Francois Robert

David Star

Crescent Star

Zhu Yi Yong

Family Memory No 4

Family Memory No 15

Vincenzo Montella

The man of the stars, 2005

Star Temple, 2007

James Rosenquist

B. 1933, APERTURE ANCHOR, 36 1/4 by 75 in., Acrylic and pencil on paper

Lyndal Hargrave



Alexander Calder

Black Moon, 1970
Star and Stripes, 1975

Paul Fryer

Bhakti Baxter

Robert Indiana

O Sonho Americano I, 1961
The Museum of Modern Art, New York

James Sterling

Photo: Panos Davios © ATOPOS collection, Athens

Hans Haacke

Star Gazing, 2004

Mission Accomplished, 2005

Chris Ofili

The Adoration of Captain Shit and the Legend of the Black Stars, 1998

Megan and Murray McMillan

Olafur Eliasson Starbrick

Olafur Eliasson

Ian Monroe

Terrorist organization logos

by David Friedman
"Terrorist groups, like any organization, need brand identities. With so many groups claiming credit for terrorist acts, and so many videotapes being put out featuring men in ski masks, it’s hard to keep track of which group committed what violent act. So terrorist organizations have logos. It recently occurred to me that someone had to actually design those logos. But how did they decide who gets to do it? Did the job go to whichever terrorist had a copy of Adobe Illustrator?
I did some research and rounded up as many logos as I could find from terrorist groups past and present. While I hate to give terrorists any more attention, I still think it’s interesting to see the various approaches they took in their logos, and wonder what considerations went into designing them. Does the logo successfully convey the organization’s message? Is it confusingly similar to another group’s logo? Does it exhibit excessive drop shadows, gradients, or use of whatever font is the Arabic equivalent of Papyrus?
Quick Disclaimer: I picked these terrorist groups from a list of designated terrorist organizations on Wikipedia. Since Wikipedia is a user-edited website, I can’t verify who decided these groups are terrorist organizations. So if it turns out one of these groups is an actual army or a legitimate non-violent organization, don’t blame me.
I decided to group the logos roughly by their dominant design elements:
1) Stars
2) One Gun
3) Two guns crossed
4) Other weapons crossed
5) Crossbones
6) Animals with multiple heads
7) Other
Note: This weekend, an Al Qaeda suicide bomber killed 150 people in a market north of Baghdad. Another 250 were wounded. When this news broke, I had already begun working on this blog entry, and thinking of those victims made it hard to finish. So I just want to be clear that, although this entry focuses on a relatively trivial aspect of terror organizations, it is in no way intended to make light of terrorism. The guns, the blades, the maps of Israel, and other elements in these logos do effectively communicate with painful clarity what some of these groups intend. While my overview of terrorist logos is meant half-seriously as an examination of graphic design in a place we might not think to look, I don’t want to minimize"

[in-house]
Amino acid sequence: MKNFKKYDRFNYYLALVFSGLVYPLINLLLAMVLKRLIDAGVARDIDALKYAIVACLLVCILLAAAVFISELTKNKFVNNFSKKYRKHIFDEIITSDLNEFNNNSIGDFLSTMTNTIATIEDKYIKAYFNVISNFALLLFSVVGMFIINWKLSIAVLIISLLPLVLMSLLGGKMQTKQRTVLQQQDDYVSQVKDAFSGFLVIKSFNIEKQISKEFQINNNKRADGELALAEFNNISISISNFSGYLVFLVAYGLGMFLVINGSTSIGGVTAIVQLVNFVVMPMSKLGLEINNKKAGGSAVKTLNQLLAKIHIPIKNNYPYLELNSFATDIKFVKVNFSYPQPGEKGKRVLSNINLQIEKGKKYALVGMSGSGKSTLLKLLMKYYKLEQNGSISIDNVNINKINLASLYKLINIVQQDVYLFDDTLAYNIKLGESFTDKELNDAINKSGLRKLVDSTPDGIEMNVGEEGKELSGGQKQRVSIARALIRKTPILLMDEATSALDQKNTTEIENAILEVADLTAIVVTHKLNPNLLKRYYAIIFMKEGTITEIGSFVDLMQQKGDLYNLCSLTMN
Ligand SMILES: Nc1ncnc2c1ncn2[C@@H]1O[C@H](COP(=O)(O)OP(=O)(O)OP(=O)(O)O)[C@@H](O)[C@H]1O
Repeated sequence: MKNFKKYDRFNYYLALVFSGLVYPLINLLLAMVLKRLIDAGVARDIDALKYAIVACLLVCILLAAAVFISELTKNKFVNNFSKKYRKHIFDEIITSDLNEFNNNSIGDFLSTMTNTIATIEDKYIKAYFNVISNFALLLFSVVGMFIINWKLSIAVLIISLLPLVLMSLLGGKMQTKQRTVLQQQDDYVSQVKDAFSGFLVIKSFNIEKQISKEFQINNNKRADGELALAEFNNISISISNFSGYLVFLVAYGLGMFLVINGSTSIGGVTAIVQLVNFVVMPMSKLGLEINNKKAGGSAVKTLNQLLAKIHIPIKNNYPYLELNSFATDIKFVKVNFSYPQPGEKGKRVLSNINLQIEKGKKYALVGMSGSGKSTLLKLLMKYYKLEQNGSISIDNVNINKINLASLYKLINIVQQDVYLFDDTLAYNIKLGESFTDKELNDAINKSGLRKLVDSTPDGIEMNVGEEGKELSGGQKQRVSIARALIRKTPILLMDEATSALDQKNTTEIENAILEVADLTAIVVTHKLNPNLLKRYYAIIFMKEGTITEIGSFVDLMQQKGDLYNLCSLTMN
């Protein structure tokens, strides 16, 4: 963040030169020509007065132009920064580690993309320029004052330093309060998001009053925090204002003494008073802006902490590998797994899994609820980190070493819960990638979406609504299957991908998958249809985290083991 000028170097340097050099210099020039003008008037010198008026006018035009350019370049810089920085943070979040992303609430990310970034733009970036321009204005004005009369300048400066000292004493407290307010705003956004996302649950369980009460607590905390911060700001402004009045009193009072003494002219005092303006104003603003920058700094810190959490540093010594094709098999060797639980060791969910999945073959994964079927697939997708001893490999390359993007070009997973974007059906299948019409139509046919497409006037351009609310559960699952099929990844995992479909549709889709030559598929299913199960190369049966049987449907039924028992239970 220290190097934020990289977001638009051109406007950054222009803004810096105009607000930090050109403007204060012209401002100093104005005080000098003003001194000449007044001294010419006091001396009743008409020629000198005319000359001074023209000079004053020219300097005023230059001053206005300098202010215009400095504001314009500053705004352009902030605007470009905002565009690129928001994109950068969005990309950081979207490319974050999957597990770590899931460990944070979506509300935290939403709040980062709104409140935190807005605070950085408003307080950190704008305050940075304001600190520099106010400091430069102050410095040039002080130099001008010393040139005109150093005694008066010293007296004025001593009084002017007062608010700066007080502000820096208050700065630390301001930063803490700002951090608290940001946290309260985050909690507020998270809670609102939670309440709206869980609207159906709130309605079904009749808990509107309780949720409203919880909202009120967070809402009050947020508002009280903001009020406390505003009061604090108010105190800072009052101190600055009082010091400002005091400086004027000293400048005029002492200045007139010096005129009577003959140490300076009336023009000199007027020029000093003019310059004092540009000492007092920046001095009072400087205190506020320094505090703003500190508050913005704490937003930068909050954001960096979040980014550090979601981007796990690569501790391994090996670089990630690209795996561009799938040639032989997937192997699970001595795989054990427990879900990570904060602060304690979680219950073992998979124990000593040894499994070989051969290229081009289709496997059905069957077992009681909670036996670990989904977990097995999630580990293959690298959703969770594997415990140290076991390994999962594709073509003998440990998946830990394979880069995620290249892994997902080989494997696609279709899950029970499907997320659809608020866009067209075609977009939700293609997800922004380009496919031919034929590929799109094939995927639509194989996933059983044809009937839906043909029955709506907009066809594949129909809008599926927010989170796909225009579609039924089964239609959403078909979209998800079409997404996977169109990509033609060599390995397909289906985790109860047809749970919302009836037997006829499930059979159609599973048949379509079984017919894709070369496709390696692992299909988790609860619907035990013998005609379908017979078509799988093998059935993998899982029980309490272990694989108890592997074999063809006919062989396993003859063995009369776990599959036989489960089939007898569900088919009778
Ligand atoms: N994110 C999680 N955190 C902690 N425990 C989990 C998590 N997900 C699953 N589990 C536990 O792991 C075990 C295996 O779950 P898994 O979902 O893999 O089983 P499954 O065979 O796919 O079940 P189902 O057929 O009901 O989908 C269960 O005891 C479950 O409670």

Dianna Frid

In 1572 Tycho Brahe discovered a new star in the constellation Cassiopea. What he had seen was in fact the explosion and subsequent expiry of a dying star that faded from view within months. In Stardeath (2009), a one of a kind cloth book, Frid alludes to this event in a twofold way. First, she establishes an intricately stitched sequence in which a densely sewn astral pattern gradually breaks down into the simple structure of lines underlying the star shapes. Above the pattern, using sewn and collage elements, Frid reveals a second sequence of events: the transformation of a dot into a blast, and a blast into a void.

Echo Eggebrecht

Stars and Stripes, 2003

Doug Jarvis

The poster of Los Angeles 1984

The star is a universal symbol of the highest aspirations of mankind, the horizontal bars portray the speed.
Sixteen renowned artists designed 15 posters for the Games. The subsequent posters were signed by John Baldessari, Jennifer Bartlet, Jonathan Bofsky, April Greiman abd Jayme Odgers, Raymond Saunders and Garry Winogrand.

Thorsteinn Star

Einar first discovered Kepler's stars in the Kepler Museum in Weil der Stadt, Germany in 1973.

Huang Gang


Star, Star (Two Works), 2007